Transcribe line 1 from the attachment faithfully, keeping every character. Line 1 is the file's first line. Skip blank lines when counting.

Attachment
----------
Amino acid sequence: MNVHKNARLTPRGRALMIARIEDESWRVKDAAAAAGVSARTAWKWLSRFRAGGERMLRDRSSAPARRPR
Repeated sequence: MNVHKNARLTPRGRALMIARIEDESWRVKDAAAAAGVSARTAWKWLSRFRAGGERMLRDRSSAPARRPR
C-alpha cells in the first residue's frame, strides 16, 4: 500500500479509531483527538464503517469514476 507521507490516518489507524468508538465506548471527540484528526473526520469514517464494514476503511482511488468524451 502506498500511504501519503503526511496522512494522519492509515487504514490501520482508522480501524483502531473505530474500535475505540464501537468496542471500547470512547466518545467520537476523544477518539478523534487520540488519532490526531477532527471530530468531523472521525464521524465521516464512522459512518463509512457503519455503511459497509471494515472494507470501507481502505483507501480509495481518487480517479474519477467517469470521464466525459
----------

Amino acid sequence: MNVHKNARLTPRGRALMIARIEDESWRVKDAAAAAGVSARTAWKWLSRFRAGGERMLRDRSSAPARRPR